Although the level of future federal funding remains uncertain, South Dakota is moving forward with projects in the southeast region, state officials said Wednesday night.
The South Dakota Department of Transportation (SDDOT) is holding a series of regional meetings before the state Transportation Committee makes final decisions on its four-year plan at the August meeting.
Wednesday’s meeting in Sioux Falls covered proposed projects in the Yankton, Mitchell and Sioux Falls areas.
In response to a Press & Dakotan question, Mike Behm, director of the DOT division of planning and engineering, said the DOT doesn’t know what to expect from the current talks in Washington on the new highway bill.
“There isn’t anything set in stone with the infrastructure plans,” he said. “There are variations right now, and there has been some bipartisan support for them. We would love to see it for more construction in South Dakota.”
In his presentation, the DOT’s Mark Leiferman provided an overview of the South Dakota transportation system, including a breakdown of state, county and local roads and bridges.
As a follow-up to the funding question, Leiferman pointed to the state’s heavy reliance on federal dollars.
“About 70% of South Dakota’s highway funding comes through the federal highway bill, which expires in September 2021,” he said. “We receive $2 of federal income for every $1 of fuel tax collected (and sent to Washington).”
While the final figures aren’t known for federal funding, Leiferman said the DOT is working with estimates of anticipated dollars.
“There is some talk in Congress about future highway bills,” he said. “We expect funding from $550 million to the area of $650 million a year. That’s what we’re planning for our programs.”
Leiferman provided an overview of the state’s goals of maintaining a particular percentage of pavement and structures in excellent or good condition.
“Our current structures are designed to be 50-75 years old,” he said. “With 60% of our structures 50-70 years old, we expect to replace more in the future.”
The DOT mission statement calls for a safe and efficient transportation system, Leiferman said. He showed the trends through recent years of serious injuries and fatalities in traffic accidents, not just on state highways but also on county and local systems.
Last year saw a spike in fatalities and serious injuries, with the DOT working to promote greater highway safety, he said.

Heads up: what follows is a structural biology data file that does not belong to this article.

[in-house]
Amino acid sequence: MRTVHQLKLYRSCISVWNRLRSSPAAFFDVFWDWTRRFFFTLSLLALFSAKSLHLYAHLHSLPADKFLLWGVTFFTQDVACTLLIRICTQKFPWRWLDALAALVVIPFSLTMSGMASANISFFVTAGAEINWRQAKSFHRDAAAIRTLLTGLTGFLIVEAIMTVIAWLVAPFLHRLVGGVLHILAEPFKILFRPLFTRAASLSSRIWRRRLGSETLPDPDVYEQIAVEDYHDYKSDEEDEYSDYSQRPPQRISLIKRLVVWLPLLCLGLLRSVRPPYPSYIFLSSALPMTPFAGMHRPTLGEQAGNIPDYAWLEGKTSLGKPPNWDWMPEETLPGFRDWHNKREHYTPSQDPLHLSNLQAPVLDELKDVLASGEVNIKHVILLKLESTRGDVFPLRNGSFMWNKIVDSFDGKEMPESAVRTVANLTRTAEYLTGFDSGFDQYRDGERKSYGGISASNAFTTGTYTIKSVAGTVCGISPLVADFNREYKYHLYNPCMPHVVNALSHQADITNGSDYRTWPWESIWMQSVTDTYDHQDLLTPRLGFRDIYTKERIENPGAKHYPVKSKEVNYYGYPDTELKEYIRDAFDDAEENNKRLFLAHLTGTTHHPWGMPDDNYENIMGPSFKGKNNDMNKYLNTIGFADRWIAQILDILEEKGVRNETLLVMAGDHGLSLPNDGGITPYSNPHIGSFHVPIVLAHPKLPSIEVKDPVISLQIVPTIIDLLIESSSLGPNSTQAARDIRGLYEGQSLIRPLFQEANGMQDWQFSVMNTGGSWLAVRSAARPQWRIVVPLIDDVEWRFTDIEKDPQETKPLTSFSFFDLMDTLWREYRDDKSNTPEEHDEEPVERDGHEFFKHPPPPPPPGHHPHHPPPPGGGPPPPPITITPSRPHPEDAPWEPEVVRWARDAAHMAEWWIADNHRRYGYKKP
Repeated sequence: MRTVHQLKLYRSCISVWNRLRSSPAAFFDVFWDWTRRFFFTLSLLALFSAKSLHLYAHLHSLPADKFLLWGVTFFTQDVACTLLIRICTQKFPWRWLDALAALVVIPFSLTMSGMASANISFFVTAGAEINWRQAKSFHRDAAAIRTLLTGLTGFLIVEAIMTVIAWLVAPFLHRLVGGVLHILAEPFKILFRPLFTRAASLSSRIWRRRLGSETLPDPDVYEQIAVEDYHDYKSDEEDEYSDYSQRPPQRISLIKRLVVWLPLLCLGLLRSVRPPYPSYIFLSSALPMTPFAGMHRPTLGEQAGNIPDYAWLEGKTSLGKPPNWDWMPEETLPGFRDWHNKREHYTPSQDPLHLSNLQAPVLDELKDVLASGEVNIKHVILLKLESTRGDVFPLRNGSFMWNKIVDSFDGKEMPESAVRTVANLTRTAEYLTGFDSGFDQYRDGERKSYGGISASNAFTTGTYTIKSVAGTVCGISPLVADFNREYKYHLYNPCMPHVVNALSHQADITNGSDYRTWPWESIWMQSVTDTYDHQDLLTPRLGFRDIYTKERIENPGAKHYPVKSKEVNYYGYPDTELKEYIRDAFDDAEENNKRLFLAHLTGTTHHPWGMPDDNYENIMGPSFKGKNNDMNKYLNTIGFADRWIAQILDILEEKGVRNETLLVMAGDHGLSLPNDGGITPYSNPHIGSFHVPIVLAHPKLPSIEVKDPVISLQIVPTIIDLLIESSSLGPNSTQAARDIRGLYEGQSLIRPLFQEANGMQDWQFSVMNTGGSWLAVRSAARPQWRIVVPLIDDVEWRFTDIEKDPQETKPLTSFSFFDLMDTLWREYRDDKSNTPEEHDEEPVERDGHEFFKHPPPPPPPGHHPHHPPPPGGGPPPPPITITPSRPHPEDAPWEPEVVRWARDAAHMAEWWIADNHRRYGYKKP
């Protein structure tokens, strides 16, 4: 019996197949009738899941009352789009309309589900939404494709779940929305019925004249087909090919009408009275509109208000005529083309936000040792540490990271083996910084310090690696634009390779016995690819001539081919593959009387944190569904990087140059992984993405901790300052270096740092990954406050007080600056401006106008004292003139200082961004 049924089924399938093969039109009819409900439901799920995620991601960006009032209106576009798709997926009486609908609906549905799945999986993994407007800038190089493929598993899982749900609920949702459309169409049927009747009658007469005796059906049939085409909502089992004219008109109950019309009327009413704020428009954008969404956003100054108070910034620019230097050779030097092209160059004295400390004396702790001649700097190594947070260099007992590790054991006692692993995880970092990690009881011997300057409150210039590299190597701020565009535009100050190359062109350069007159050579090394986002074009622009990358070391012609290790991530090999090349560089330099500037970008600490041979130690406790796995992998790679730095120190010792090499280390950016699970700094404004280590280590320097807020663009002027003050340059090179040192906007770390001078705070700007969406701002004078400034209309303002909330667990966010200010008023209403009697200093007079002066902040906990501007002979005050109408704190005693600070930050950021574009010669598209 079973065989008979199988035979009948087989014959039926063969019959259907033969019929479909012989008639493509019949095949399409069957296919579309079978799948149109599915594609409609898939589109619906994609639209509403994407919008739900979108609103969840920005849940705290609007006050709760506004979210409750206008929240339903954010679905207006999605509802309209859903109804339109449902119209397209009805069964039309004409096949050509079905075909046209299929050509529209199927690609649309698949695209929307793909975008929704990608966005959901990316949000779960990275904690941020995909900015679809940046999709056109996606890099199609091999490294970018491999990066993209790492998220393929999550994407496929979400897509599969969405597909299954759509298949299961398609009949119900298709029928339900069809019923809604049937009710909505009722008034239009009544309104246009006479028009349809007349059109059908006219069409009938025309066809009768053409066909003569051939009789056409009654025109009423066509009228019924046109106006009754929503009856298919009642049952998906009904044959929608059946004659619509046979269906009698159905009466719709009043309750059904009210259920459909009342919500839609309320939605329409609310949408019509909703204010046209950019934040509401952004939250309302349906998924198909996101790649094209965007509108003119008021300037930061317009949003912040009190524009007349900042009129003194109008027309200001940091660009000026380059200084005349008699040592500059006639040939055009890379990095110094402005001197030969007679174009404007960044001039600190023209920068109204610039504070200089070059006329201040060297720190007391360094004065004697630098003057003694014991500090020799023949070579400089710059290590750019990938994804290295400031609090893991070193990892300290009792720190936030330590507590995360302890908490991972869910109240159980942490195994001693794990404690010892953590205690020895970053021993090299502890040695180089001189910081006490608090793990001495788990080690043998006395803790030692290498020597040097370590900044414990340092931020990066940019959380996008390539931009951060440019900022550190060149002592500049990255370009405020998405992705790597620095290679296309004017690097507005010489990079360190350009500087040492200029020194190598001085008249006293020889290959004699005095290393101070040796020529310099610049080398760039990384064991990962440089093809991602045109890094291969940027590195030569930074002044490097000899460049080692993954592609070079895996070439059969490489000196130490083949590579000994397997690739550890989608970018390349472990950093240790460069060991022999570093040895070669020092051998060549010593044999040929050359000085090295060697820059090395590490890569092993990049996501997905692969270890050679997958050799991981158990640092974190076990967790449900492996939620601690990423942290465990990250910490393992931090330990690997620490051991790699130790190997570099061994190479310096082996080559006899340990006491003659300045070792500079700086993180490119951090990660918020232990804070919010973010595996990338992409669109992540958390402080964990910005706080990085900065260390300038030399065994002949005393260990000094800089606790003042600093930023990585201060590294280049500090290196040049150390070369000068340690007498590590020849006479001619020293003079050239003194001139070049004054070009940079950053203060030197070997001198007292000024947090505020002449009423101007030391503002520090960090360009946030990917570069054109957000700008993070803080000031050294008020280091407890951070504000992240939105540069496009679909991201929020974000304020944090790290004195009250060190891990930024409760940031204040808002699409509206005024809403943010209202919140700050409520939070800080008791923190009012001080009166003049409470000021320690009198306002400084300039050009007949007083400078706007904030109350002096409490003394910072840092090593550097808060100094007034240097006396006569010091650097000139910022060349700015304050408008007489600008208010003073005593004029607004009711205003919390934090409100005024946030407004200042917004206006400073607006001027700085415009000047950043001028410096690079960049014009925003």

The DOT’s Tammy Williams spoke on the interconnectedness of the state and local transportation systems, making it possible to carry on everyday life. She provided an overview of the funding options, such as license plate fees and wheel taxes.
Mitchell region engineer Travis Dressen discussed the proposed projects for the southeast quadrant of the state.
“We’re going to make $1.5 billion in investments over the course of the next four years,” he said. “The southeast quarter of the state consists of 22 counties, which are broken into the Yankton, Mitchell and Sioux Falls regions for DOT purposes.”
The Highway 46 improvement project, from U.S. Highway 81 on the west to the South Dakota-Iowa border on the east, will remain an important multi-year project, he said.
“Highway 46 will see a continuation of the improvements being made,” Dressen said.
Other STIP projects for 2022-25 include Highway 46 at Wagner, U.S. Highway 81 and Highway 50 at Yankton, Highway 50 in the Tyndall-Tabor area and work on Highways 52 and 37 in the Springfield area.
“Highway 46 will see a continuation of the improvements being made,” he said.
Behm commented on the growth in South Dakota transportation projects.
“Travis said we would be spending $1.5 billion on his projects during the next four year,” Behm said. “When I started 20 years ago (with the DOT), that would have been 12-15 years of work statewide.”
Audience members brought up a number of concerns and suggestion for future projects.
Ed Van Gerpen of Avon, former state legislator and current Bon Homme County commissioner, sought the construction of a turn lane on Highway 50 entering Avon’s main street.
Former state legislator Frank Kloucek of Scotland asked for wider shoulders for Highway 25 leading up to Highway 18 in the Scotland area. He related a story of a family member who was passing a tractor-trailer and was concerned whether the highway contained enough room.
Kloucek also asked for additional turn lanes for the Utica and Lesterville exits on Highways 81 and 50 in Yankton County.
He also supported the request for a Highway 50 turn lane at Avon and consideration of a four-lane Highway 50 at Wagner instead of a three-lane highway using two lanes and a center turn lane.
Behm said the DOT has been working with Wagner city officials on the project in order to find a solution for the local traffic needs.
Other suggestions from unidentified audience members included concerns about the dips in Highway 44 from Marion to Parker and a request for more advance warning near the Highway 46-37 intersection.
“The good thing is that folks are stopping (for the intersection),” Behm said.
Another suggestion called for a climbing lane near Springfield.
During the meeting, Behm recognized two audience members — District 21 Rep. Caleb Finck (R-Tripp) and Transportation Commission member (and former state lawmaker) Mike Vehle — for their contributions to state transportation issues in the Legislature.
The SDDOT is asking for public comments by Aug. 3, Behm said. The comments can be sent by mail or email for the South Dakota Transportation Committee to consider for their finalized STIP decisions in August.
In his remarks, Behm stressed the importance of interconnectedness.
“Can you find anything here that’s not brought by a truck? Is there anything?” he asked. “We’re emphasizing how to make life better with better transportation throughout the state.”
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